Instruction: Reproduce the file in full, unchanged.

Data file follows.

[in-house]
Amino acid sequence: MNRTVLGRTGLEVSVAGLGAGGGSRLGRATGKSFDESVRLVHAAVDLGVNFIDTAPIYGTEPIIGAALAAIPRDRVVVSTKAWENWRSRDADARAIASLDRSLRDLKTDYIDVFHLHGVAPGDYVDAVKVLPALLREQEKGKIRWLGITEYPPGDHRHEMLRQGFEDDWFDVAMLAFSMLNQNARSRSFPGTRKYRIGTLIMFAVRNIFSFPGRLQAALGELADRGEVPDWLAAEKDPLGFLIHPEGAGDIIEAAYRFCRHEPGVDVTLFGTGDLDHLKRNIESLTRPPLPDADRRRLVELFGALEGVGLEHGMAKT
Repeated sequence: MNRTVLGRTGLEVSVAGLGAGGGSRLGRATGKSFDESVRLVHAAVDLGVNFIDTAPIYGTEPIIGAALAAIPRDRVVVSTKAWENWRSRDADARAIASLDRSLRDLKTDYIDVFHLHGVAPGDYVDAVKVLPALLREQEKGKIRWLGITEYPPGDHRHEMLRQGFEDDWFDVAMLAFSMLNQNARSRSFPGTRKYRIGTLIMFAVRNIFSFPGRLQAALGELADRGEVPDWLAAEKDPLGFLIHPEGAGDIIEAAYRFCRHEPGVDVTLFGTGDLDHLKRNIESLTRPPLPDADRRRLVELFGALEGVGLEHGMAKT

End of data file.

[in-house]
Amino acid sequence: MNRTVLGRTGLEVSVAGLGAGGGSRLGRATGKSFDESVRLVHAAVDLGVNFIDTAPIYGTEPIIGAALAAIPRDRVVVSTKAWENWRSRDADARAIASLDRSLRDLKTDYIDVFHLHGVAPGDYVDAVKVLPALLREQEKGKIRWLGITEYPPGDHRHEMLRQGFEDDWFDVAMLAFSMLNQNARSRSFPGTRKYRIGTLIMFAVRNIFSFPGRLQAALGELADRGEVPDWLAAEKDPLGFLIHPEGAGDIIEAAYRFCRHEPGVDVTLFGTGDLDHLKRNIESLTRPPLPDADRRRLVELFGALEGVGLEHGMAKT
Repeated sequence: MNRTVLGRTGLEVSVAGLGAGGGSRLGRATGKSFDESVRLVHAAVDLGVNFIDTAPIYGTEPIIGAALAAIPRDRVVVSTKAWENWRSRDADARAIASLDRSLRDLKTDYIDVFHLHGVAPGDYVDAVKVLPALLREQEKGKIRWLGITEYPPGDHRHEMLRQGFEDDWFDVAMLAFSMLNQNARSRSFPGTRKYRIGTLIMFAVRNIFSFPGRLQAALGELADRGEVPDWLAAEKDPLGFLIHPEGAGDIIEAAYRFCRHEPGVDVTLFGTGDLDHLKRNIESLTRPPLPDADRRRLVELFGALEGVGLEHGMAKT